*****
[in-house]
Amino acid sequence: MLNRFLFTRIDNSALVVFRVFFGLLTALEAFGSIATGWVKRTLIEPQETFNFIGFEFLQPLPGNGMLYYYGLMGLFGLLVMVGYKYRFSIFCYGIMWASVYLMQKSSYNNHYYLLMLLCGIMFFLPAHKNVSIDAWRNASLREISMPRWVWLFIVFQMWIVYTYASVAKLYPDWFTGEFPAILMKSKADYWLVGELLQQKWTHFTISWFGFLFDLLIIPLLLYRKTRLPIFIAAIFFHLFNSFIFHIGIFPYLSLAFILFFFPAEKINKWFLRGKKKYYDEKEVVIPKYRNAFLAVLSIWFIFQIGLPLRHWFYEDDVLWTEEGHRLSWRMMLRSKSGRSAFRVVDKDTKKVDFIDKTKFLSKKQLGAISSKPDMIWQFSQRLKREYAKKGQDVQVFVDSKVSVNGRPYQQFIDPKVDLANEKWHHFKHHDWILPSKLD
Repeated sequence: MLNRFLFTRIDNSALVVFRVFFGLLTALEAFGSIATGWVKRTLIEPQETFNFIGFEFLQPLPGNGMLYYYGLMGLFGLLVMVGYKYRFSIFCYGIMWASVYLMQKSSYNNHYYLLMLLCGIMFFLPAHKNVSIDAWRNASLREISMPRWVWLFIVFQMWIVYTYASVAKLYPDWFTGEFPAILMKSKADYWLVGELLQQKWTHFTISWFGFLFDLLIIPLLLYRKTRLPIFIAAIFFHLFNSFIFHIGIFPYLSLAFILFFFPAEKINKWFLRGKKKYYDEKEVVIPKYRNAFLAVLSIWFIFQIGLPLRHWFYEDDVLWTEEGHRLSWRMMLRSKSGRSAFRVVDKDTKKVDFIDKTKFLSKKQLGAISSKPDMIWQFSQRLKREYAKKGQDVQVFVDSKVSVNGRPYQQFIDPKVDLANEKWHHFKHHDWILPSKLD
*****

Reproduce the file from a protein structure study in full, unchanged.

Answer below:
[in-house]
Amino acid sequence: MLNRFLFTRIDNSALVVFRVFFGLLTALEAFGSIATGWVKRTLIEPQETFNFIGFEFLQPLPGNGMLYYYGLMGLFGLLVMVGYKYRFSIFCYGIMWASVYLMQKSSYNNHYYLLMLLCGIMFFLPAHKNVSIDAWRNASLREISMPRWVWLFIVFQMWIVYTYASVAKLYPDWFTGEFPAILMKSKADYWLVGELLQQKWTHFTISWFGFLFDLLIIPLLLYRKTRLPIFIAAIFFHLFNSFIFHIGIFPYLSLAFILFFFPAEKINKWFLRGKKKYYDEKEVVIPKYRNAFLAVLSIWFIFQIGLPLRHWFYEDDVLWTEEGHRLSWRMMLRSKSGRSAFRVVDKDTKKVDFIDKTKFLSKKQLGAISSKPDMIWQFSQRLKREYAKKGQDVQVFVDSKVSVNGRPYQQFIDPKVDLANEKWHHFKHHDWILPSKLD
Repeated sequence: MLNRFLFTRIDNSALVVFRVFFGLLTALEAFGSIATGWVKRTLIEPQETFNFIGFEFLQPLPGNGMLYYYGLMGLFGLLVMVGYKYRFSIFCYGIMWASVYLMQKSSYNNHYYLLMLLCGIMFFLPAHKNVSIDAWRNASLREISMPRWVWLFIVFQMWIVYTYASVAKLYPDWFTGEFPAILMKSKADYWLVGELLQQKWTHFTISWFGFLFDLLIIPLLLYRKTRLPIFIAAIFFHLFNSFIFHIGIFPYLSLAFILFFFPAEKINKWFLRGKKKYYDEKEVVIPKYRNAFLAVLSIWFIFQIGLPLRHWFYEDDVLWTEEGHRLSWRMMLRSKSGRSAFRVVDKDTKKVDFIDKTKFLSKKQLGAISSKPDMIWQFSQRLKREYAKKGQDVQVFVDSKVSVNGRPYQQFIDPKVDLANEKWHHFKHHDWILPSKLD